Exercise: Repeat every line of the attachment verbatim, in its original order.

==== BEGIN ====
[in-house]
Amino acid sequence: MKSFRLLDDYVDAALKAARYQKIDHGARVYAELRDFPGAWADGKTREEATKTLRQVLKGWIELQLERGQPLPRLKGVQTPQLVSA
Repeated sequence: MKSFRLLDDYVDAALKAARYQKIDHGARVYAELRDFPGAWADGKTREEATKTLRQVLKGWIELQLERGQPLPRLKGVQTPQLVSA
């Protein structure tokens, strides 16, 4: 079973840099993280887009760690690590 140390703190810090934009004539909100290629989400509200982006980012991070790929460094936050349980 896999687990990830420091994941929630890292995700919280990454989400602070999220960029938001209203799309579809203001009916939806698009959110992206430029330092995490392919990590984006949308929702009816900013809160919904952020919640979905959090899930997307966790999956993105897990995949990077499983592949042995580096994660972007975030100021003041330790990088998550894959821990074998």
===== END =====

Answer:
[in-house]
Amino acid sequence: MKSFRLLDDYVDAALKAARYQKIDHGARVYAELRDFPGAWADGKTREEATKTLRQVLKGWIELQLERGQPLPRLKGVQTPQLVSA
Repeated sequence: MKSFRLLDDYVDAALKAARYQKIDHGARVYAELRDFPGAWADGKTREEATKTLRQVLKGWIELQLERGQPLPRLKGVQTPQLVSA
């Protein structure tokens, strides 16, 4: 079973840099993280887009760690690590 140390703190810090934009004539909100290629989400509200982006980012991070790929460094936050349980 896999687990990830420091994941929630890292995700919280990454989400602070999220960029938001209203799309579809203001009916939806698009959110992206430029330092995490392919990590984006949308929702009816900013809160919904952020919640979905959090899930997307966790999956993105897990995949990077499983592949042995580096994660972007975030100021003041330790990088998550894959821990074998």